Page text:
Hope Star from Hope, Arkansas on October 2, 1974 · Page 5
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Hope Star from Hope, Arkansas · Page 5

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Hope, Arkansas
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Wednesday, October 2, 1974
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Page 5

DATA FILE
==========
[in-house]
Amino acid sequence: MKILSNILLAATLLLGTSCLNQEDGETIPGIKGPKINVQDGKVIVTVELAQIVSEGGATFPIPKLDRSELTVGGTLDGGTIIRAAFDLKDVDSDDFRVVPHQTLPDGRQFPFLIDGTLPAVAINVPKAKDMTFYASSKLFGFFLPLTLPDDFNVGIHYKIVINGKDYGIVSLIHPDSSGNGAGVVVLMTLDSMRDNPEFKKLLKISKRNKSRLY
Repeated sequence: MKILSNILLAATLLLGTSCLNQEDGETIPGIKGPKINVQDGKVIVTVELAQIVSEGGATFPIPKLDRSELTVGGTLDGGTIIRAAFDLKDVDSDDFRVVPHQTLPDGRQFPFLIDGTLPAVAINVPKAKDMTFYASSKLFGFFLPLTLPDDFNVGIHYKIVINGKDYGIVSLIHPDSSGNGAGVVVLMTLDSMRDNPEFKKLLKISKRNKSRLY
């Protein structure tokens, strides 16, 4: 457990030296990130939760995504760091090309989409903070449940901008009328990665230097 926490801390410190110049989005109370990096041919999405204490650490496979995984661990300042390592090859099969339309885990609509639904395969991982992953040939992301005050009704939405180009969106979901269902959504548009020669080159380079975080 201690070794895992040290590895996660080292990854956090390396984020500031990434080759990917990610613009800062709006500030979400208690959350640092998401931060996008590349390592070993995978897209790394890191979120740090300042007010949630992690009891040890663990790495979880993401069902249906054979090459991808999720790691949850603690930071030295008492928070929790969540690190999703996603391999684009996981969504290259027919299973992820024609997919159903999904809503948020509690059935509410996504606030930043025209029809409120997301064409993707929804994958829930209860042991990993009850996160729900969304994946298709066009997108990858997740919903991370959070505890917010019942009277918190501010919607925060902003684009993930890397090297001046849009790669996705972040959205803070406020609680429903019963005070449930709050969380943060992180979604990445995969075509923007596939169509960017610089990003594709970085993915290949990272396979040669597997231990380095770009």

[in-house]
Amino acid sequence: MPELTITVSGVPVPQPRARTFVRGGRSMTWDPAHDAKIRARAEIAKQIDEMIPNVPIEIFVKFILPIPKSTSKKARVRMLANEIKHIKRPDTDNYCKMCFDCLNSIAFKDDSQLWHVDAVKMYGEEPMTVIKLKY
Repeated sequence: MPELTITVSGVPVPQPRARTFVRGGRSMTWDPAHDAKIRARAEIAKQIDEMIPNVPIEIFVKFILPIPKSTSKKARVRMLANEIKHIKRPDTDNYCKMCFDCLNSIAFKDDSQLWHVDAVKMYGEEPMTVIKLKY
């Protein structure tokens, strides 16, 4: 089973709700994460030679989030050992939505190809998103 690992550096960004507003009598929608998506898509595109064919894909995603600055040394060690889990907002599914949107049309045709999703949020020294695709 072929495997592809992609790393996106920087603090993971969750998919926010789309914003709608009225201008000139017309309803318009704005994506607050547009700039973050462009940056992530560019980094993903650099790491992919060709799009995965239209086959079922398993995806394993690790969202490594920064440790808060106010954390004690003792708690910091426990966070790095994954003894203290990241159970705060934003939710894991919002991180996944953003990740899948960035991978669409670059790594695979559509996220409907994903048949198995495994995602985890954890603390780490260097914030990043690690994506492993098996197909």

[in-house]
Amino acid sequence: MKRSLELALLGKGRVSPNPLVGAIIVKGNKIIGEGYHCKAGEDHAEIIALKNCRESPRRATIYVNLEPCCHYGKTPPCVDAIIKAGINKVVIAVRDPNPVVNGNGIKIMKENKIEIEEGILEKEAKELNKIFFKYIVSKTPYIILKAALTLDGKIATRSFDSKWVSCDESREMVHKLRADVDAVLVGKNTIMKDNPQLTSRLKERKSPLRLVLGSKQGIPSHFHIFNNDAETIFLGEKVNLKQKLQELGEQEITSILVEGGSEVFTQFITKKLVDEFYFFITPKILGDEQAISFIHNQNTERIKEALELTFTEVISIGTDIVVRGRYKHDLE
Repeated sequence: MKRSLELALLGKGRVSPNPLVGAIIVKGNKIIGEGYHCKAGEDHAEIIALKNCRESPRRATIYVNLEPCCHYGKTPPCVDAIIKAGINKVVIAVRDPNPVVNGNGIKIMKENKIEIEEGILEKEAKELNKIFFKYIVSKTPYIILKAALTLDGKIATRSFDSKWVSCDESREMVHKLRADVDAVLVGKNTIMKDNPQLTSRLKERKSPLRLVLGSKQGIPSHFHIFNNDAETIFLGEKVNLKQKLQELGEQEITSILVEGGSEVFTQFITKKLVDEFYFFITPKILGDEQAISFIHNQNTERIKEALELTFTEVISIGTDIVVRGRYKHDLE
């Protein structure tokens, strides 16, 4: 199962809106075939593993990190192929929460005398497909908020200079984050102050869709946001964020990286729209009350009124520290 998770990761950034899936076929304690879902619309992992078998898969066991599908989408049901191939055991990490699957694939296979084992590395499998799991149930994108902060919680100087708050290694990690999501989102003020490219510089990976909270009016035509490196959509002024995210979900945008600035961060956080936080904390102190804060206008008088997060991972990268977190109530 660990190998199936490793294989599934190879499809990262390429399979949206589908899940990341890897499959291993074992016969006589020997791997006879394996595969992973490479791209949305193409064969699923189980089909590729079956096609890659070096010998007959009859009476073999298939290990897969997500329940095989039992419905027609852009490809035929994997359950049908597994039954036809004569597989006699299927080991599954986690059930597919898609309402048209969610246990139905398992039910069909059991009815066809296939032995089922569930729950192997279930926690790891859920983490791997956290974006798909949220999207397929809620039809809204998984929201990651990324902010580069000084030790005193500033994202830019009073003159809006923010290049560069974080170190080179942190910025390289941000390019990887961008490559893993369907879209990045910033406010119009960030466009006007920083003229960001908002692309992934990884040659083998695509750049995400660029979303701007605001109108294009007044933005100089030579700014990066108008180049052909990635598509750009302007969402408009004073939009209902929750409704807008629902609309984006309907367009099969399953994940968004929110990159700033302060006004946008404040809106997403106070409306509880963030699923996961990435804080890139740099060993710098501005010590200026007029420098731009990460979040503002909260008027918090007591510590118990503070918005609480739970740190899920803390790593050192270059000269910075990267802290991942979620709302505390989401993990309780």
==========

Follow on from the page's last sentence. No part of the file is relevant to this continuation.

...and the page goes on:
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Wednesday, October 2, I9f4 HOPE (AKKJ STAR Five Speaking of Agriculture By CALVIN j, CALDWfiLL County Extension Agent SOYBEAN WEED CONTROL Desiccation of green vegetation, be it crop or weed is a practice that facilitates harvest operations. Early maturing soybeans lend themselves to this practice. Where the crop is still partially green and succulent or where weeds are rank and green, an effective desiccant can be used to advantage. As of this date, Ortho Paraquat is the only desiccant that is registered for use on soybeans if the crop is to be used for feed or for food purposes. Paraquat used properly will defoliate beans and.will do a satisfactory job of drying up most of the weed growth in the treated area. Paraquat should be applied at rates of % to 1 pint per acre—use the higher rate if weed infestation is heavy. Add one quart of a non-ionic surfactant for each 100 gallons of spray. The sprayer should be calibrated to discharge from 20 to 40 gallons per acre. Apply when beans are fully mature and when half of the leaves have dropped and the other half is yellow. Immature beans treated with paraquat will be injured. Soybean leaf drop will be fairly rapid. However, it may take from 7-10 days for a large growth such as cocklebur stems to die back properly. Do not pasture until 15 days following application. Remove livestock at least 30 days before a slaughter. . MEAT IMPORTS DOWN Imports of meat subject to the Meat Import Law of 1964 were 59.4 million pounds during July according to figures released by the USDA. This was 44 per cent below imports in July, 1973, and the .lowest monthly imports since November 1969. Over 80 per WIN AT BRIDGE Bidding and play a good lest NORTH -h2 * KQ3 + KQJ3 * A K 10 9 8 WEST EAST 4 K 10 5 2 4 J 8 6 ¥9852 ' ?AJ107 + 1095 486 + 32 *J654 SOUTH (D) 4 AQ743 ¥64 4 A742 *Q7 Neither vulnerable West North East South U Pass 3* ' Pass 3* Pass 4 N.T. Pass 5V Pass 6+ Pass Pass Pass Opening lead— 5 * his ace and lead .a second trump which Sputh,also wins in dummy. Then South plays the queen of hearts and ruffs dummy's last heart with his last small trump. Now he is ready to go after clubs. He plays his queen of clubs, followed by a club to dummy's king. Now he can ruff a low club with his ace of trumps; cash the ace of spades; ruff a spade with dummy's three of trumps; cash dummy's last high trump and score the last two tricks with the ace and 10 of clubs. By Oswald & James Jacoby Board 11 of. the Olympiad fund game is a test of both bidding and play. North and South should get to six diamonds. It is a good contract and will be reached easily if South's first rebid is in diamonds. It doesn't matter if North's first response is two clubs or three clubs. He can barge into Blackwood as soon as South bids the diamond suit. The best lead is a diamond. South should win in dummy and decide that his best line of play is to play to set up dummy by ruffing out one heart and possibly one club. Then he leads dummy s king of hearts. East will take School menu WEDNESDAY B.B.Q. ON Bun Scalloped Potatoes Buttered Greens Peanut Butter Brownie Milk THURSDAY Sleakette Whipped Potatoes w-Gravy June Peas Hot Biscuit Jello Milk FRIDAY Pizza Tossed Salad W.K. Corn Banana Pudding Milk The bidding has been: 2 West North East South 1* Pass 1* Pass 2* Pass 3* Pass 34 Pass 4 N.T. Pass 54 Pass ? You, South, hold: 4AK843 VA2 +Q4+KQ87 What do you do now? A-Bid six diamonds. It is possible to set up some hand where you don't belong in six. Possible, but most improbable. TODAY'S QUESTION Instead of bidding five diamonds your partner has bid five hearts in response to your Blackwood to show two aces. What do you do? Answer Tomorrow Send $1 for JACOBY MODERN book to: "Win at Bridge," (c/o this newspaper), P.O. Box 489. Radio City Station, New Yqrk, N.Y. 10019. Hunter shot BLYTHEVILLE, Ark- (AP) Sheriff George Ford of Mississippi County says Percy Harvey, 54, of Poplar Bluff, Mo., was fatally wounded while squirrel hunting north of the Big Lake Refuge near the Arkansas-Missouri state line in Mississippi County. Ford said Harvey died of injuries received when shot Monday night by Edward Boyd of Hornersville, Mo. Ford said Boyd mistook Harvey for a squirrel and shot him with a .12-gauge shotgun. "Apparently Harvey was standing behind a tree that Boyd had been watching," Ford said. "Boyd said he had seen a squirrel in the tree earlier and as Harvey stepped from behind the tree, Boyd fired thinking he was shooting at a squirrel running down the tree trunk." cent of the decline was due to smaller imports from Australia and New Zealand, the two leading overseas suppliers of meat 1,0 the United States. BEWARE OF'BARGAIN'S With the fall planting season about here, homeowners should be on the lookout for "bargain" plants. Always look for quality when buying nursery stock; it's best to deal with a reputable nurseryman. The initial cost of the plant may be only a fraction of the cost of material and labor needed to do the job properly. If a plant fails to grow or flourish, you may actually be losing money. 4-H SUNDAY OCT. 6 Arkansas 4-H members will be observing 4-H Sunday on October 6. 4-H Sunday is the beginning of National 4-H Week, October W2, with its theme of "4-H We Can Make It Happen." On 4-H Sunday, 4-H members across the state will develop their citizenship potential by participating in church services and church-related activities. These activities include conducting worship services, holding special youth services, providing church choirs, and serving as ushers. LAST YEAR WAS TEA-RIFFIC NAIROBI, Kenya (AP) Kenya's tea industry had one of its best years last year, when 56,578,000 kilograms of tea were produced. Of this, 51,528,200 kilograms were exported. Tea Board chairman P. S. T. Mirie said that Kenyan tea exports to Britain — where the bulk of the country's tea is exported — showed a marked decline. Over-all tea imports fell from 192,109 metric tons in 1972 to 185,498 metric tons in 1973. Kenya remains the biggest tea producer in Africa, Mirie said. For Thursday. Oct. 3,1974 AftlCS (Mirch 21-Aptil 19) Something regarding finances is likely to get you a bit uptight. After you think thiftgs through you'll see It'll work OK. TAURUS (April 20-Mfty 20) Don't let the petty remarks of a small thinker spoil your fun if you're out among friends today. They'll not see much of merit in her comments, either. GEMINI (May 21-June 20) There's a lot more opportunity in something that you're involved in than you think. Better take a hard second look. CANCER (June 21-July 22) You're more fortunate in dealing with several individuals at once than you are on a one-to- one basis. It's a good day for committee work. LEO (July 23-Aug. 22) A minimal but frustrating stumbling block will be removed through a lucky circumstance. This will make what you want to achieve easier. VIRGO (Aug. 23-Sept. 22) Don't be blinded by the little details in an important decision you'll be making. Get the big picture, then fit in the parts. LIBRA (Sept. 23-Oct. 23) In a venture that you share, don't be too quick to say what you expect. You'll get a better deal if you let the other party arrange it. SCORPIO (Oct. 24-Nov. 22) Don't try to over-control situations today. They are likely to come out more fortunate for you if left on their own. SAGITTARIUS (Nov. 23- Dec. 21) There's a contact you know through your family who might be just the right person to help you with a difficult task. Try him. CAPRICORN (Dec. 22-Jan. 19) Follow your own hunches today rather than listen to a friend who may not be as lucky with something as you would be. AQUARIUS (Jan. 20-Feb. 19) This is a good time to try to wrap up any deal you have where something of material value is an issue. PISCES (Feb. 20-March 20) Discard your small ideas temporarily. Give more thought and attention to something bigger you want to accomplish. your brtjndoy Oct. 3, 1 974 Things look very promising for you this year where your work or career is concerned. Keep alert for a marvelous opportunity coming your way. Bumpers in demand as speaker LITTLE KOCK f AP) - Gov. Dale Bumpers, whd defeated Sen. J. W. Fuibfltfit for the Democratic Senatorial Domination last May, IS to demand this fail as a campaign speaker for Democratic candidates for : Congress and offices in other < states, Bumpers is to go to Boise, Idaho Oct. 11 to address a rally on behalf of Gov. Cecil L. An- drux, who is seeking re-election, Bumpers is to return through Albuquerque, where he will be the maui speaker at an appreciation day for Democrat' ic Gov. Bruce Kirig given by New Mexico Democrats. On Oct. 15, Bumpers is to address a fund-raising dinner for Tim Shaffer, a Democratic congressional candidate at Memphis. Last month, Bumpers campaigned at Springfield, Mo., for Richard Franks, a Democrat who is trying to unseat a Republican congressman. Bumpers also has appeared several times for Bill Clinton of Fayetteville, the Democrat trying to unseat Rep. John Paul Hammerschmidt, R-Ark. Archie Schaffer HI, executive assistant to Bumpers and the governor's nephew, said Bumpers received frequent requests to appear in other states, mostly for congressional candidates. "We've turned down 15 or 20 others from all over the place," Schaffer said, noting that the requests came from Tennessee, Louisiana, California, New York and Michigan among others. The governor has had to turn down almost all of the requests because of the budget hearings he is conducting with state agencies in preparing for legislative budget hearings this fall and because of his own sena= torial campaign. Schaffer said Bumpers would accept no other policital engagement outside the state before the general election. LITTLE ROCK, Ark. (AP) — Dale L. Bumpers, 48, governor of Arkansas, was elected in 1970 .having held only one public office — city attorney of Charleston, where he was the only lawyer in town. Restaurant Soup "Restaurant" was originally the name of a soup invented in 1657; by TB ?Fre,nch?, man named Palissy. The soup consisted of finely-minced fowl and broth highly spiced with cinnamon and co- rriander. In 1765 a tavern was opened in Paris under the title "Restaurant" for the purpose of supplying this soup. Dr. Lamb Emphysema damage occurs slowly By Lawrence E. Lamb, M.D. DEAR DR. LAMB - Would you kindly explain the symptoms of emphysema and how they affect a person suffering from that malady? Also, is it diagnosed by X ray only? And, are there any medications that afford some relief? I understand that to date no permanent cure has been found for this illness. DEAR READER - We go through semantic manipulation about as often in medicine as clothing styles change. So, emphysema no longer means the same thing to all doctors. The original word comes from Greek and means "an inflation." I suppose you could say we have emphysema of our economy these days. Most doctors still use the term for lung disease that causes diste.ntion or inflation of the air sacs. Your lungs are a collection of tiny air sacs that function to a large extent like a collection of tiny balloons. And, they are also elastic. When you let your breath out their normal elasticity squeezes the air out of the lung, much the same way an inflated balloon shoots air out when you open it. The overinfiation of the lung can occur from loss of the normal elasticity of the tiny air sacs. Or, it can occur from long-standing obstruction to the outlet of the air sacs that eventually connect to your large windpipe (trachea). Anything that obstructs the normal outflow of air from the lung can contribute to the gradual development of a persistently overinflated or emphy- sematpus lung. This includes infections and irritants (particularly cigarette smoke and other pollutants). The loss of normal lung function from emphysema is gradual. At the beginning it may not cause any noticable symptoms. It gradually sneaks up on a person. A long standing cough from chronic infection may or may not be present, or a person may have a cigarette hack. At rest the person may not notice anything new. He is literally able to supply only enough oxygen for his body at rest. Often the first signs are decreased exercise tolerance. He may get tired and short of breath with exertion that used to be no problem. This symptom progresses so that with less and less effort he gets breathless and fatigued. Finally he may have enough lung changes to cause shortness of breath even while sitting. Cough and related problems vary, depending on whether there is an infection or not, or irritation from pollutants. In advanced cases the circulation is also affected. This may cause a blue color of the lips. There is a lot you can do for emphysema if you start soon enough. First on the list is to eliminate tobacco smoke and other pollutants. You can't do much for the guy who won't quit smoking. If there is a chronic infection causing secretions that block the air way, these should be eliminated by treatment. Sometimes special techniques are used to moisturize and clean up secretions blocking air passages. Then there are some medicines that can be used to help relax the air passages, these are the same or similar to those used in treating an asthma attack. But the one thing the patient can do, and his doctor can't do it for him, is to avoid cigarette smoke and polluted air. Send your questions to Dr. Lamb, in care of this newspaper, P.O. Box 1551, Radio City Station, New York, N.Y. 10019. For a copy of Dr. Lamb's booklet on ulcers, send 50 cents to the same address and ask for the "Ulcers" booklet. Television Logs Wednesday 6:00 Villa Al eg re 2 Truth Or Consequences 3-10 News 4-6-7-iM2 That Girl 5 Hog an's Heroes 8 6:30 Vision On 2 "' To Tell The Truth 3 Beverly Hillbillies 4-6 FBI 5 Corner Pyle 8 Beverly Hillbillies 10 Let's Make A Deal 11 Lucy Show 12 7:00 Men Who Made The Mdvies 2 That's My Mama 3-7-10 Uttle House On The Prairie 4-45 ' ' 700 Club 8 Sons And Daughters 1112 7:30 Movie 3-7-10 "Death Sentence" Rifleman S 8:00 Century Theatre 2 Lucas Tanner 4-3 Family Affair 5 Cannon 11-12 8:30 Beverly Hillbillies 5 George & Diane 8 9:00 Festival Films 2 Get Christie Love! 37-10 PetroceUi 4-6 Movie 5 "The Lost Flight" Manna 8 Manhunter 11-12 9:30 Video Visionaries 2 Ministers 8 10:00 ABC News 2 News 3-4-5-6-7 Big Valley 8 News 10-11-12 10:15 Movie Cont'd 5 10:30 Wide World Event 3-10 VELAZQUEZ TOPS RIDERS NEW YORK (AP) - Jorge Velazquez of Panama led the jockeys with 61 winners during the spring thoroughbred racing meeting at Aqueduct. He clinched the honors by riding three winners on the final program of the 66-day meeting. Angel Cordero Jr. of Puerto Rico finished second in the riding contest with 54 winners, two more than Ron Turcotte, winner of the 1972 and 1973 Kentucky, derbies. ,Corderp, incidentally, , won the 1974 -Derby in Louisville. , Johnfty Carson 4-6 Perry Mason 7 Movie 11.12 "Never So Few" 11:00 Bonanza 8 11:25 Movie Eleven 5 "Union Station" 11:30 Wide World Event 7 12:00 Untouchables 4 Tomorrow 6 1:00 News 5 1:15 Moments for Meditation 5 Thursday Morning) 6:25 Devotional 8 6; 30 Texarkana College 6 News 8 Sunrise Semester H 6:40 Moments For Meditation 5 6:45 News 5 RFD 6 6 6:50 Your Pastor 12 6:55 Morning Devotions 4 7:00 Today 4-6-10 Slam Bang Theatre 5 Cal Dring 7 Bugs Bunny 8 CBS News 11-12 7:15 Colorful World 3 7:30 Mighty Mouse 8 7:45 New Zoo Revue 3 8:00 New Zoo Revue 5 Bozo's Cartoon Carnival 7 Bozo 8 Captain Kangaroo 11-12 8:15 Movie 3 "You Belong to Me" 8:30 Fury 5 Arkansas 7 Dennis The Menace 8 9:00 Name That Tune 4-6-10 The Munsters 5 Movie 7 "Love and Kisses" Hazel Joker's Wild Sesame Street 9:30 Whirling Streak Petticoat Junction Father Knows Best 8 Gambit 11 10:00 Split Second 3 High Rollers 4-6-10 The Saint 5 The Courtship of Eddie's Father __ 8 Now You See It 10:30 Brady Bunch Hollywood Squares The Lucy Show Love Of Life • 10:55 CBS News:- " mt/ 11:00 Password 11 12 4-6-10 5 11-12 3-7-10 4-6 8 11-12 1M2 ; 3-7-10 Jackpot! 44 Perty Mason & Andy Griffith Shew 8 Yotmg And The Restless .»•« 11:30 News 3 Celebrity Sweepstakes 4-8 Split Second 7-10 FHppef ft Search for Tomorrow •11*11 11; 58 NBC News a Afternoon 12:06 All My Children 3-7-10 Uttle Rock Today 4 Moon News 5-6-12 700 Club 8 Part 1 i 11 Eye on Arkansas 11 12:30 Let's Make A Deal 3-7* 10 Cartoon Carnival 5 Jeopardy! 6 As the World Turns 1112 1:00 Newlywed Game 3-7 Days of Our Uves 4-fl- 10 Afternoon Movie 5 "The Glass Sphinx" Guiding Light 1M2 1:30 OttP'ta My Life 3-7 Doctors 4-6-10 Manna 8 Edge of Night 11-12 2; 00 General Hospital 3-7-10 Another World 4-6 It's A New Day 8 Price Is Right 11-12 2:30 One Life to Live 3-7-10 How To Survive A Marriage • 4-6 Bugs Bunny 8 Match Game 11-12 3:00 $10,000 Pyramid 3-7-10 Merv Griffin 4 Popeye 5 Somerset 6 Uttle Rascals 8 Virginian H Tattletales 12 3:30 Movie 3 "Face of a Fugitive" Speed Racer 5 I Dream of Jeannie 6 Bozo's Big Top 7 Hazel 8 I Love Lucy 10 Merv Griffin 12 ;3:45 Carousel 2 4:00 Mister Rogers 2 Bonanza 4-6 Flintstones 5 Father Knows Best 8 Star Trek 10 4:30 Sesame Street 2 Gllligan's Island 5-7 Andy Griffith Show 8 Mod Squad 11 5:00 Sesame Street 2 ••••' ••^RC'New's k '-' 3-7-10 ii-ucn or consequences 4- 5:30 ! f xws Lacy Riflemflrf Star TYek Newt " * 8 12 2 MO a § 3-10 NBC News Dfck Van Dyke fragnet News yfdta NlfllT 6:00 Villa Alegre truth Or conae* quenees News That Girt $ Hogan's Heroes \ H 6:30 Arkansas Game And Fish , 2 To Tell The Truth 3 Beverly Hillbillies a FBI . 5 Gotner Pyle 8 Beverly Hillbillies 10 Jerry McKlnnls 11 Lucy Show 12 7:00 The Way U Was 2 Odd Couple 3-7*10 Sierra 4-6 700 Club 8 The Waltons 11-12 7:30 International Performance 2 Paper Moon 3-7-10 Rifleman S 8:00 Streets Of San Francisco 3-7-10 Ironside 4-6 WFL Football!! New York at Chicago Movie 12 "The Hawaiians" Movie 11 "7 Women" 8:30 Clear & Free 8 0:00 Audubon Wildlife 2 Harry 0 3-7-10 Movin' On 4-« Teach In 8 9:30 Environment And You 2 10:00 ABC News • 2 News 3-4-6-7 Big Valley 0 News 10-11-12 10:30 Ark-La-Tex Sportsman 3 Johnny Carson 4-6 Scouting Report 7 Movie 11-12 "Honor Thy Father" Wide World Special 10 11:00 Wide World Special 3 News 5 Perry Mason 7 Bonanza 8 11:15 Movie Eleven 5 "Million Dollar Legs" 12:00 Untouchables 4 Tomorrow 6 Wide World Special 7 12:40 Neyvs • .,... „,,,,... .,.;,5 12:55 Moments for Meditation 5 V^j POLYESTER THREAD Big 225 yard spool. Buy several and DOUBLE KNITS (Irs I tills ' \ •• H III) tills i \\ l(lc (ill hull s .1 1 I .1 \ i'l i n|()i s .1 nil Ill lll'l-ss Su f.ls \ In 100% COTTON FLANNEL Soft, cuddly and cute! Big selection of colorful prints 36" wide. Save! Reg. $1.39 DEEPTONE mStY PRINTS Casual comfort and elegant appearance go hand in hand in every popular Jersey! Choose from combinations of nylon and acetate and 100 per cent Acetates. 45" wide handsome prints! U h.it s.t 97 Yd * Coordinated 100 Per Cent Polyester DOUBLE KNITS Regualr values to |4.99! Gorgeous fancies and solid favorites! 60" wide on blots. FASHION CORDUROY Combine cool good looks with warm S V 44 I v comfort! 45" wide, 100 per cent Cotton Corduroy. Values $2.99! fabrific FABRIC CENTERS i HOPE VILLAGE SHOPPING CENTER SATISFACTION GUARANTEED